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Elon Musk: ‘I’d like to Die on Mars, Just Not on Impact’

SpaceX CEO Elon Musk unveiled his plan for “bold moves by private enterprise” to colonize Mars, beginning in 2022, at his keynote speech this week for the 67th International Astronautical Congress in Guadalajara, Mexico.

Breitbart News reported in “Making Humans a Multiplanetary Species” that Musk had told the high-tech Code Conference in June 2016 that when he first established Space Exploration Technologies Corp. (SpaceX) in 2002, the prime mission of the company was to colonize Mars. He replied to conference doubters that he could do it: “That’s the game plan — approximately 2024 to launch the first of the Mars colonial transport systems with people.”

Musk began his September 26 keynote address to the International Astronautical Congress by reminding the conference audience — including the world’s top rocket, satellite and military planners — that he was serious when he famously had said, “I’d like to die on Mars, just not on impact.”

Musk revealed that SpaceX is designing a powerful new rocket system called the Interplanetary Transport System (ITS) to accelerate his Mars landing. SpaceX plans first to launch an empty Mars vehicle into an Earth orbit in 2022, then refuel and stock it with supplies over the span of multiple follow-on launches between Earth and the orbiting rocket.

Once resupplied, ITS boasters will power the now manned vehicle on a course to Mars that will take between 80 to 160 days, according to Stratfor Global Intelligence.

The radically disruptive innovation is SpaceX’s plan that after its vehicle lands and colonizes Mars, the crew will produce, among other things, the rocket propellant to make the return journey back to Earth.

The ITS rocket will have a lift capability of putting 610 tons of payload into low-earth orbit, about 30 times SpaceX’s current Falcon 9 rocket, which has a capacity of only 26 tons, and 10 times SpaceX’s Falcon Heavy rocket, which is set to fly in 2017.

Musk acknowledged that the most conservative estimates put the price of his Mars mission at $10 billion per person. Given that at least 100 people could travel in each ITS mission, that equates to what has been a prohibitive $1 trillion price tag to go to Mars.

But Musk emphasized four innovative features of the SpaceX scheme: the reusability of ITS boosters and refueling tanks; refueling in orbit; producing propellant on Mars; and plans to use a more optimal propellant like super-cooled methane. Collectively, Musk believes these four features could push costs as low as $200,000 per person, or about $20 billion for the mission.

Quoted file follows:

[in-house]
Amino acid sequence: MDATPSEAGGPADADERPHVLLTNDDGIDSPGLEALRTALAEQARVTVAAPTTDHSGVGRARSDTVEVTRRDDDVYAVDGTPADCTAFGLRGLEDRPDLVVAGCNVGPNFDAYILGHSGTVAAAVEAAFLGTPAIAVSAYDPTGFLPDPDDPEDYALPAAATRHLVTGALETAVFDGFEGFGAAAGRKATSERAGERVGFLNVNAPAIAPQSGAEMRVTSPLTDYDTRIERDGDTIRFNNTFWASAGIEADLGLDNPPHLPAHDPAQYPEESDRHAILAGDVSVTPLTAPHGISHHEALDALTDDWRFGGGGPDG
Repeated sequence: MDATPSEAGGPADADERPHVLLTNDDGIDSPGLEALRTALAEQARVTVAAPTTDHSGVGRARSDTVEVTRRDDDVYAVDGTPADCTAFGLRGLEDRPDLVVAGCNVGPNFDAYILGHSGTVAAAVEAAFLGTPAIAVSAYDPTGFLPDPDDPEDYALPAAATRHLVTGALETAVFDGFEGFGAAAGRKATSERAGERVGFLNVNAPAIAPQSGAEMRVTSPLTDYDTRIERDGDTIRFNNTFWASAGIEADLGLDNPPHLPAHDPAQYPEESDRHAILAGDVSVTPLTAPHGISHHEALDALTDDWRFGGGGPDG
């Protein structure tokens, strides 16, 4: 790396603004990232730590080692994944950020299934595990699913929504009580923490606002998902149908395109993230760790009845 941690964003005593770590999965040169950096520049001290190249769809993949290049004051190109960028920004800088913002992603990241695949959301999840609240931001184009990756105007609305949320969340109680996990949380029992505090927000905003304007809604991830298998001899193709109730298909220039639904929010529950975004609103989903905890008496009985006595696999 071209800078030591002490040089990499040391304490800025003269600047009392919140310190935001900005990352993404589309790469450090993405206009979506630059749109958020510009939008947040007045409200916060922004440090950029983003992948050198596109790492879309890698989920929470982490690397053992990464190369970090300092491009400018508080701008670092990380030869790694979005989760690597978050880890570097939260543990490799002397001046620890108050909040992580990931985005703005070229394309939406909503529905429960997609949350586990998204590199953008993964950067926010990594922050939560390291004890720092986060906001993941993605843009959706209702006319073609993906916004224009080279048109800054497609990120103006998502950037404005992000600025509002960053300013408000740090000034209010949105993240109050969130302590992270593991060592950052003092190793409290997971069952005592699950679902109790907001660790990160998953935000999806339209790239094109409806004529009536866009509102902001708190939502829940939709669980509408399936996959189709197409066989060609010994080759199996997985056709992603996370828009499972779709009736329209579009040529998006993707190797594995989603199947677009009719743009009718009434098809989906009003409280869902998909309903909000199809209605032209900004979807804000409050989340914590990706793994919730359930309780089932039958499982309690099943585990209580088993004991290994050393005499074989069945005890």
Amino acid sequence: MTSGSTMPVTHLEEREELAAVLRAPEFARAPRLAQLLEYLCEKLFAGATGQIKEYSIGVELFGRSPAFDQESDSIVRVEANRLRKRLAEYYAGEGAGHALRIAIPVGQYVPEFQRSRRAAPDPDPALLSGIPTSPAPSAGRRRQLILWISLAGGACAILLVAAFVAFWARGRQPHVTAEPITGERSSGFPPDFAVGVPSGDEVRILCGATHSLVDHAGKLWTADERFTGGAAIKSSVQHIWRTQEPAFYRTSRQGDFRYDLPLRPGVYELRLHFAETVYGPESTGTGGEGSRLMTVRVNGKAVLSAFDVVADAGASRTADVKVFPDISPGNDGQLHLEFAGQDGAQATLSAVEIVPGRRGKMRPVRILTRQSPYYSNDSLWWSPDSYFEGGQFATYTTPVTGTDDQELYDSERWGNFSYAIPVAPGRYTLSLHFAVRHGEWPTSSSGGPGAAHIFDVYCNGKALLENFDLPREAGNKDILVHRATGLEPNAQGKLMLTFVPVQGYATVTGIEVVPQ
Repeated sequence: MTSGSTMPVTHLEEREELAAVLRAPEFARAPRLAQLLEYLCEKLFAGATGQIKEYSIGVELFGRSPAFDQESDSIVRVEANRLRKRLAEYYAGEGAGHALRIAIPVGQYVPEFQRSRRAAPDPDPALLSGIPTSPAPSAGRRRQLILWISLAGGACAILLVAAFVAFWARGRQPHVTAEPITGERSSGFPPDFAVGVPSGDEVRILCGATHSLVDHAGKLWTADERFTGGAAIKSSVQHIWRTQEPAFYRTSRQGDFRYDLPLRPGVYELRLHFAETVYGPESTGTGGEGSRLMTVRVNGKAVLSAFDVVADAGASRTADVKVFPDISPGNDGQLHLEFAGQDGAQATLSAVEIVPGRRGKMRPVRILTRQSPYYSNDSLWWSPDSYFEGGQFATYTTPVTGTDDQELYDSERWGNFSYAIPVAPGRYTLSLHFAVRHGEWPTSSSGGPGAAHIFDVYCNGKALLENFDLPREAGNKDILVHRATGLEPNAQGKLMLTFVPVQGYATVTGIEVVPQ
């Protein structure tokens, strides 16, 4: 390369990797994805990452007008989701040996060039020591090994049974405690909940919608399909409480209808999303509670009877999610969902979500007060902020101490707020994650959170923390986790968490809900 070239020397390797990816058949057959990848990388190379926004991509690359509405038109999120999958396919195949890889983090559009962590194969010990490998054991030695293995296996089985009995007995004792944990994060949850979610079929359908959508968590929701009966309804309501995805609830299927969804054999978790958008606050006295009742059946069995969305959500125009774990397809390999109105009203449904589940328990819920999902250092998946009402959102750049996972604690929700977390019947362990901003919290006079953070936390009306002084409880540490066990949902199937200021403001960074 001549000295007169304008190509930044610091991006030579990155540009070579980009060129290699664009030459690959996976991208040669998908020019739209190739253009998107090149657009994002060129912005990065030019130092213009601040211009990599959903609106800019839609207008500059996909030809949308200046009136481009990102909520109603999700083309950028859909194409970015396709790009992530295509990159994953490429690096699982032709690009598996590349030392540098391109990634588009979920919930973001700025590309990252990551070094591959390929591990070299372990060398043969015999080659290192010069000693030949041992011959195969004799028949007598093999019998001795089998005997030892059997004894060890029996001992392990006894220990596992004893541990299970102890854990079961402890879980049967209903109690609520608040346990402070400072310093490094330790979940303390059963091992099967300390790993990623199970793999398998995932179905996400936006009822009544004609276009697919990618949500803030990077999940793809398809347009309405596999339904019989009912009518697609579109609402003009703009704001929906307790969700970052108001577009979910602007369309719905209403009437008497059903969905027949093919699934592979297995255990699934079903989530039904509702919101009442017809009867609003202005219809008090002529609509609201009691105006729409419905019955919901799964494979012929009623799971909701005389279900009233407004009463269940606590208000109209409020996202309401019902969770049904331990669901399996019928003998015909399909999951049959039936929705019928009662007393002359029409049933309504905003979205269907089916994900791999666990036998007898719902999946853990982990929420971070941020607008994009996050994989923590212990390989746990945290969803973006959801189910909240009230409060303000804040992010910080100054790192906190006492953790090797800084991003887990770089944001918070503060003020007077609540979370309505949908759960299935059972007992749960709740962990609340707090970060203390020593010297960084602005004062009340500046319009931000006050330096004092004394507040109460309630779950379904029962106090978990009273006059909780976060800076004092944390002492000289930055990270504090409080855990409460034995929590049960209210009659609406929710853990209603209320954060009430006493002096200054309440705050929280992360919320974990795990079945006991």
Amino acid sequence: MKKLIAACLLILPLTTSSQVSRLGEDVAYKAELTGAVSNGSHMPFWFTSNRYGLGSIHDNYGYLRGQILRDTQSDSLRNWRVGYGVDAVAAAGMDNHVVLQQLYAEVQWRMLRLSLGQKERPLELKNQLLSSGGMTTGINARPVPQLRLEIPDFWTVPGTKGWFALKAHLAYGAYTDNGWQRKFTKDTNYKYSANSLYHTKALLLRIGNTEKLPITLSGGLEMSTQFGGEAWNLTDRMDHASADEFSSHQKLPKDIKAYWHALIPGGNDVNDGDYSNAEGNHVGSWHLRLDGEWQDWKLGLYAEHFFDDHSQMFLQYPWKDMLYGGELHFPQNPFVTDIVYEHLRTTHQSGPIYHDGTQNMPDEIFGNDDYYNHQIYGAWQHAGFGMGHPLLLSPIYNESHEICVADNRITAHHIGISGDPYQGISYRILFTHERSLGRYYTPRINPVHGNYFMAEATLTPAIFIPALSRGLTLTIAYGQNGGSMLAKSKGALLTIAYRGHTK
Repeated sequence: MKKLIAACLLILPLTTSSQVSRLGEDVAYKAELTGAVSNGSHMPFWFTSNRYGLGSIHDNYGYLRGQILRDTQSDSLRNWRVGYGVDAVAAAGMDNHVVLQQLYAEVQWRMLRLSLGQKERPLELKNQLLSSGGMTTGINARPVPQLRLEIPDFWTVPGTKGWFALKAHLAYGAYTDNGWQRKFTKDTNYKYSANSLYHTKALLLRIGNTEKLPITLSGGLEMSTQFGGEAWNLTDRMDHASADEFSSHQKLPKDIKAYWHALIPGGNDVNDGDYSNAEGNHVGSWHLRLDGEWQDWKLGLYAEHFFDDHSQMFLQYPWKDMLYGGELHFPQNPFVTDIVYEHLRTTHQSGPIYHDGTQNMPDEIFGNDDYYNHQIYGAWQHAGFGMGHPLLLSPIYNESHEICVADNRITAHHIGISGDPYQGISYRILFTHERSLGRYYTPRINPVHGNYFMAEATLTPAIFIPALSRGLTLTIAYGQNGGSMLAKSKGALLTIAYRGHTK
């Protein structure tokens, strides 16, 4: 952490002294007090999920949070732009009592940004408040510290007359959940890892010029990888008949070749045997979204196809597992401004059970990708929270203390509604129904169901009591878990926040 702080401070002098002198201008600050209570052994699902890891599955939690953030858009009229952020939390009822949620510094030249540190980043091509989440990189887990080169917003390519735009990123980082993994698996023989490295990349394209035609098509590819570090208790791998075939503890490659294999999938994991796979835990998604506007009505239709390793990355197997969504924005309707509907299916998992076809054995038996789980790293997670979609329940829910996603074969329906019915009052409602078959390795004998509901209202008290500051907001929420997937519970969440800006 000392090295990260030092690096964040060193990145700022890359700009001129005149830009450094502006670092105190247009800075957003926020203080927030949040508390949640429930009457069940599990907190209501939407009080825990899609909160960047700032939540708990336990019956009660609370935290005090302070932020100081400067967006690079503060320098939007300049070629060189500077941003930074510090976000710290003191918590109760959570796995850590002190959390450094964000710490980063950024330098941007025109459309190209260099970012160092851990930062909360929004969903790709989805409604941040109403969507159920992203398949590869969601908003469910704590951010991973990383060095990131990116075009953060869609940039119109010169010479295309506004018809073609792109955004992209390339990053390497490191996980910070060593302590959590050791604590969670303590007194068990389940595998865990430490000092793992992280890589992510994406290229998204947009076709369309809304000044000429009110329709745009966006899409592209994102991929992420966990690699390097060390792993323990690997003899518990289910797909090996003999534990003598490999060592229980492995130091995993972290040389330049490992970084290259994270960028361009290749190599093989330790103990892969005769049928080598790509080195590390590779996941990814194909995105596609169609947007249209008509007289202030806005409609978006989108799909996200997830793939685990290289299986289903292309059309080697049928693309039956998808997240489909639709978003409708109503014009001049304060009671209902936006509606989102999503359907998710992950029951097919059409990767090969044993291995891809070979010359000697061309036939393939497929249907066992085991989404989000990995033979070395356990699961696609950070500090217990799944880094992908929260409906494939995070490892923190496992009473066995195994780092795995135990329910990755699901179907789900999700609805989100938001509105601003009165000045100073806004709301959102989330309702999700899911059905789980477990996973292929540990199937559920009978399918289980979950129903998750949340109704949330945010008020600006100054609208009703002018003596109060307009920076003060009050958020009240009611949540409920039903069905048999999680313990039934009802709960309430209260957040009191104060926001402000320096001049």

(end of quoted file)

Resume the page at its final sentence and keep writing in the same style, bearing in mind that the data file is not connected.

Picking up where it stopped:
Prior to Musk’s keynote speech, funding a Mars mission had been considered the most daunting challenge in space due to its requirement of scaling up the project’s massive resource needs on SpaceX’s own profits and financing platforms like Kickstarter.

But with Musk promising to rely on participation from the private sector to colonize Mars, Musk may have just kicked off the greatest land rush since the 1862 Pacific Railroad Act, which chartered the Central Pacific and the Union Pacific Railroad Companies to build a transcontinental railroad linking the United States from east to west within 25 years.

Tthe rail project was completed in 7 years as the companies raced, building track to capture the greatest amount of 10-mile alternating sections of real estate along all the railway they completed. As a measure of the spectacular economic stimulus of the Transcontinental Railroad, the cost of cross-country travel dropped from $1,000 prior to the completion in Promontory, Utah on May 10, 1969, to just $150 dollars.

Although the wonder of space travel was the focus of Musk’s presentation to the international scientists, business and military analysts instantly recognized that if SpaceX succeeds, the United States will be positioned to gain solar system economic and militarily omnipotence for at least the next 30 years.

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